The Fukushima Daiichi Incident Dr. Matthias Braun - 04 June 2014 - p.1 Slide 2 The Fukushima Daiichi Incident Dr. Matthias Braun - 04 June 2014 - p.2 The Fukushima Daiichi Incident 1.Plant Design 2.Accident Progression 3.Radiological releases 4.Spent fuel pools 5.Sources of Information Matthias Braun PEPA4-G, AREVANP GmbH Matthias.Braun@AREVA.com Slide 3 The Fukushima Daiichi Incident Dr. Matthias Braun - 04 June 2014 - p.3 The Fukushima Daiichi Incident 1. Plant Design Fukushima Daiichi (Plant I) Unit I - GE Mark I BWR (439 MW), Operating since 1971 Unit II-IV - GE Mark I BWR (760 MW), Operating since 1974 Slide 4 The Fukushima Daiichi Incident Dr. Matthias Braun - 04 June 2014 - p.4 The Fukushima Daiichi Incident 1. Plant Design nucleartourist.com en.wikipedia.org/wiki/Browns_Ferry_Nuclear_Power_Plant Building structure Concrete Building Steel-framed Service Floor Containment Pear-shaped Dry-Well Torus-shaped Wet-Well Slide 5 The Fukushima Daiichi Incident Dr. Matthias Braun - 04 June 2014 - p.5 The Fukushima Daiichi Incident 1. Plant Design Service Floor Slide 6 The Fukushima Daiichi Incident Dr. Matthias Braun - 04 June 2014 - p.6 The Fukushima Daiichi Incident 1. Plant Design Lifting the Containment closure head Slide 7 The Fukushima Daiichi Incident Dr. Matthias Braun - 04 June 2014 - p.7 The Fukushima Daiichi Incident 1. Plant Design Reactor Service Floor (Steel Construction) Concrete Reactor Building (secondary Containment) Reactor Core Reactor Pressure Vessel Containment (Dry well) Containment (Wet Well) / Condensation Chamber Spend Fuel Pool Fresh Steam line Main Feedwater Slide 8 The Fukushima Daiichi Incident Dr. Matthias Braun - 04 June 2014 - p.8 The Fukushima Daiichi Incident 2. Accident progression 11.3.2011 14:46 - Earthquake Magnitude 9 Power grid in northern Japan fails Reactors itself are mainly undamaged SCRAM Power generation due to Fission of Uranium stops Heat generation due to radioactive Decay of Fission Products After Scram ~6% After 1 Day ~1% After 5 Days ~0.5% Slide 9 The Fukushima Daiichi Incident Dr. Matthias Braun - 04 June 2014 - p.9 The Fukushima Daiichi Incident 2. Accident progression Containment Isolation Closing of all non-safety related Penetrations of the containment Cuts off Machine hall If containment isolation succeeds, a large early release of fission products is highly unlikely Diesel generators start Emergency Core cooling systems are supplied Plant is in a stable save state Slide 10 The Fukushima Daiichi Incident Dr. Matthias Braun - 04 June 2014 - p.10 The Fukushima Daiichi Incident 2. Accident progression 11.3. 15:41 Tsunami hits the plant Plant Design for Tsunami height of up to 6.5m Actual Tsunami height >7m Flooding of Diesel Generators and/or Essential service water building cooling the generators Station Blackout Common cause failure of the power supply Only Batteries are still available Failure of all but one Emergency core cooling systems Slide 11 The Fukushima Daiichi Incident Dr. Matthias Braun - 04 June 2014 - p.11 The Fukushima Daiichi Incident 2. Accident progression Reactor Core Isolation Pump still available Steam from the Reactor drives a Turbine Steam gets condensed in the Wet-Well Turbine drives a Pump Water from the Wet-Well gets pumped in Reactor Necessary: Battery power Temperature in the wet-well must be below 100C As there is no heat removal from the building, the Core isolation pump cant work infinitely Slide 12 The Fukushima Daiichi Incident Dr. Matthias Braun - 04 June 2014 - p.12 The Fukushima Daiichi Incident 2. Accident progression Reactor Isolation pump stops 11.3. 16:36 in Unit 1 (Batteries empty) 14.3. 13:25 in Unit 2 (Pump failure) 13.3. 2:44 in Unit 3 (Batteries empty) Decay Heat produces still steam in Reactor pressure Vessel Pressure rising Opening the steam relieve valves Discharge Steam into the Wet-Well Descending of the Liquid Level in the Reactor pressure vessel Slide 13 The Fukushima Daiichi Incident Dr. Matthias Braun - 04 June 2014 - p.13 The Fukushima Daiichi Incident 2. Accident progression Reactor Isolation pump stops 11.3. 16:36 in Unit 1 (Batteries empty) 14.3. 13:25 in Unit 2 (Pump failure) 13.3. 2:44 in Unit 3 (Batteries empty) Decay Heat produces still steam in Reactor pressure Vessel Pressure rising Opening the steam relieve valves Discharge Steam into the Wet-Well Descending of the Liquid Level in the Reactor pressure vessel Slide 14 The Fukushima Daiichi Incident Dr. Matthias Braun - 04 June 2014 - p.14 The Fukushima Daiichi Incident 2. Accident progression Reactor Isolation pump stops 11.3. 16:36 in Unit 1 (Batteries empty) 14.3. 13:25 in Unit 2 (Pump failure) 13.3. 2:44 in Unit 3 (Batteries empty) Decay Heat produces still steam in Reactor pressure Vessel Pressure rising Opening the steam relieve valves Discharge Steam into the Wet-Well Descending of the Liquid Level in the Reactor pressure vessel Slide 15 The Fukushima Daiichi Incident Dr. Matthias Braun - 04 June 2014 - p.15 The Fukushima Daiichi Incident 2. Accident progression Reactor Isolation pump stops 11.3. 16:36 in Unit 1 (Batteries empty) 14.3. 13:25 in Unit 2 (Pump failure) 13.3. 2:44 in Unit 3 (Batteries empty) Decay Heat produces still steam in Reactor pressure Vessel Pressure rising Opening the steam relieve valves Discharge Steam into the Wet-Well Descending of the Liquid Level in the Reactor pressure vessel Slide 16 The Fukushima Daiichi Incident Dr. Matthias Braun - 04 June 2014 - p.16 The Fukushima Daiichi Incident 2. Accident progression Reactor Isolation pump stops 11.3. 16:36 in Unit 1 (Batteries empty) 14.3. 13:25 in Unit 2 (Pump failure) 13.3. 2:44 in Unit 3 (Batteries empty) Decay Heat produces still steam in Reactor pressure Vessel Pressure rising Opening the steam relieve valves Discharge Steam into the Wet-Well Descending of the Liquid Level in the Reactor pressure vessel Slide 17 The Fukushima Daiichi Incident Dr. Matthias Braun - 04 June 2014 - p.17 The Fukushima Daiichi Incident 2. Accident progression Measured, and here referenced Liquid level is the collapsed level. The actual liquid level lies higher due to the steam bubbles in the liquid ~50% of the core exposed Cladding temperatures rise, but still no significant core damage ~2/3 of the core exposed Cladding temperature exceeds ~900C Balooning / Breaking of the cladding Release of fission products form the fuel rod gaps Slide 18 The Fukushima Daiichi Incident Dr. Matthias Braun - 04 June 2014 - p.18 The Fukushima Daiichi Incident 2. Accident progression ~3/4 of the core exposed Cladding exceeds ~1200C Zirconium in the cladding starts to burn under Steam atmosphere Zr + 2H 2 0 ->ZrO 2 + 2H 2 Exothermal reaction further heats the core Generation of hydrogen Unit 1: 300-600kg Unit 2/3: 300-1000kg Hydrogen gets pushed via the wet-well, the wet-well vacuum breakers into the dry-well Slide 19 The Fukushima Daiichi Incident Dr. Matthias Braun - 04 June 2014 - p.19 The Fukushima Daiichi Incident 2. Accident progression at ~1800C[Unit 1,2,3] Melting of the Cladding Melting of the steel structures at ~2500C[Block 1,2] Breaking of the fuel rods debris bed inside the core at ~2700C[Block 1] Melting of Uranium-Zirconium eutectics Restoration of the water supply stops accident in all 3 Units Unit 1: 12.3. 20:20 (27h w.o. water) Unit 2: 14.3. 20:33 (7h w.o. water) Unit 3: 13.3. 9:38 (7h w.o. water) Slide 20 The Fukushima Daiichi Incident Dr. Matthias Braun - 04 June 2014 - p.20 The Fukushima Daiichi Incident 2. Accident progression Release of fission products during melt down Xenon, Cesium, Iodine, Uranium/Plutonium remain in core Fission products condensate to airborne Aerosols Discharge through valves into water of the condensation chamber Pool scrubbing binds a fraction of Aerosols in the water Xenon and remaining aerosols enter the Dry-Well Deposition of aerosols on surfaces further decontaminates air Slide 21 The Fukushima Daiichi Incident Dr. Matthias Braun - 04 June 2014 - p.21 The Fukushima Daiichi Incident 2. Accident progression Containment Last barrier between Fission Products and Environment Wall thickness ~3cm Design Pressure 4-5bar Actual pressure up to 8 bars Normal inert gas filling (Nitrogen) Hydrogen from core oxidation Boiling condensation chamber (like a pressure cooker) Depressurization of the containment Unit 1: 12.3. 4:00 Unit 2: 13.3 00:00 Unit 3: 13.3. 8.41 Slide 22 The Fukushima Daiichi Incident Dr. Matthias Braun - 04 June 2014 - p.22 The Fukushima Daiichi Incident 2. Accident progression Positive und negative Aspects of depressurizing the containment Removes Energy from the Reactor building (only way left) Reducing the pressure to ~4 bar Release of small amounts of Aerosols (Iodine, Cesium ~0.1%) Release of all noble gases Release of Hydrogen Gas is released into the reactor service floor Hydrogen is flammable Slide 23 The Fukushima Daiichi Incident Dr. Matthias Braun - 04 June 2014 - p.23 The Fukushima Daiichi Incident 2. Accident progression Unit 1 und 3 Hydrogen burn inside the reactor service floor Destruction of the steel-frame roof Reinforced concrete reactor building seems undamaged Spectacular but minor safety relevant Slide 24 The Fukushima Daiichi Incident Dr. Matthias Braun - 04 June 2014 - p.24 The Fukushima Daiichi Incident 2. Accident progression Unit 2 Hydrogen burn inside the reactor building Probably damage to the condensation chamber (highly contaminated water) Uncontrolled release of gas from the containment Release of fission products Temporal evacuation of the plant High local dose rates on the plant site due to wreckage hinder further recovery work No clear information's why Unit 2 behaved differently Slide 25 The Fukushima Daiichi Incident Dr. Matthias Braun - 04 June 2014 - p.25 The Fukushima Daiichi Incident 2. Accident progression Current status of the Reactors Core Damage in Unit 1,2, 3 Building damage due to various burns Unit 1-4 Reactor pressure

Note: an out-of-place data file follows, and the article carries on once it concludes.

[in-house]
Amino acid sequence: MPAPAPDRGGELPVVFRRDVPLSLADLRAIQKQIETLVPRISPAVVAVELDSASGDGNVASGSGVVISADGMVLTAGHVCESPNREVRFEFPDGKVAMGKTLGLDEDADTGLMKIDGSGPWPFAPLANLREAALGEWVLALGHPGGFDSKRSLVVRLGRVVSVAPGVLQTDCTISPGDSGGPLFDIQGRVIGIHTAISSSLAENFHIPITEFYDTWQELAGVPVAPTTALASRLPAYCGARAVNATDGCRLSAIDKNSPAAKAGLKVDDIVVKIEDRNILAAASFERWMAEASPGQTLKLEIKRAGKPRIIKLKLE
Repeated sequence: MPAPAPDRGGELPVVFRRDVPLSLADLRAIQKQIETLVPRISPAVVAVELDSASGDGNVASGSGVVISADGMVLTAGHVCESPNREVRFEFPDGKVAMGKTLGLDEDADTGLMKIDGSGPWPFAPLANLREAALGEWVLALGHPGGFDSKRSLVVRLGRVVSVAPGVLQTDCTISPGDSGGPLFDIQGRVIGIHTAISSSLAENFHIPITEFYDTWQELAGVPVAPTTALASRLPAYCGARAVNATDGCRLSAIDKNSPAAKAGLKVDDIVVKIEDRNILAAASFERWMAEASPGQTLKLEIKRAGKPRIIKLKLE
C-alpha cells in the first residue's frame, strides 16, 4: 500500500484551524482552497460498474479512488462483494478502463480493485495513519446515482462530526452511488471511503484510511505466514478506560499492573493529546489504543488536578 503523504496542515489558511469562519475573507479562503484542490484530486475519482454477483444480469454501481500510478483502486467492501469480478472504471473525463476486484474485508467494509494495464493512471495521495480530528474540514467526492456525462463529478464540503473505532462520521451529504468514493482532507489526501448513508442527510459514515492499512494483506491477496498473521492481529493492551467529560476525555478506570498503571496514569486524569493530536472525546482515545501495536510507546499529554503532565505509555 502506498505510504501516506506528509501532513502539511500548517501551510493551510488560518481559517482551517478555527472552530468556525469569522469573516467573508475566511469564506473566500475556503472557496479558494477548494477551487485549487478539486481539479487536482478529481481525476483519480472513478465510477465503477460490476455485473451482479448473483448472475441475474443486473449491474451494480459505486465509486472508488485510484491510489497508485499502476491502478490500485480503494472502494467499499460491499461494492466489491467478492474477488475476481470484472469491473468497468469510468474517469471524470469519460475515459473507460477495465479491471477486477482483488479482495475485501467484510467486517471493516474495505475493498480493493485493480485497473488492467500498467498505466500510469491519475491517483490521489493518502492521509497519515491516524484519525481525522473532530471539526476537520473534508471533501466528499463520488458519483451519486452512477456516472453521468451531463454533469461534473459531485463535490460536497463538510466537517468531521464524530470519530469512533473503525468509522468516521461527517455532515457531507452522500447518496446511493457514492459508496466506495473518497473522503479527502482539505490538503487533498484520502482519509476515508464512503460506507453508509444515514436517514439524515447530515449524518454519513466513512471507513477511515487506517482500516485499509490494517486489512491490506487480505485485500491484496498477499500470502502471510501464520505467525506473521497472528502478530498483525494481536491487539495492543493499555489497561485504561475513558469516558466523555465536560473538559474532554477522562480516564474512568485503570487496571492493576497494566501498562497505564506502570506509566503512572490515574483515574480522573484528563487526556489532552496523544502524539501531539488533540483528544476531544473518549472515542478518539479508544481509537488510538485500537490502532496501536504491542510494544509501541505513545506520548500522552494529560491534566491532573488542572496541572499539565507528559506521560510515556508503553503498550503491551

Recommended

View more >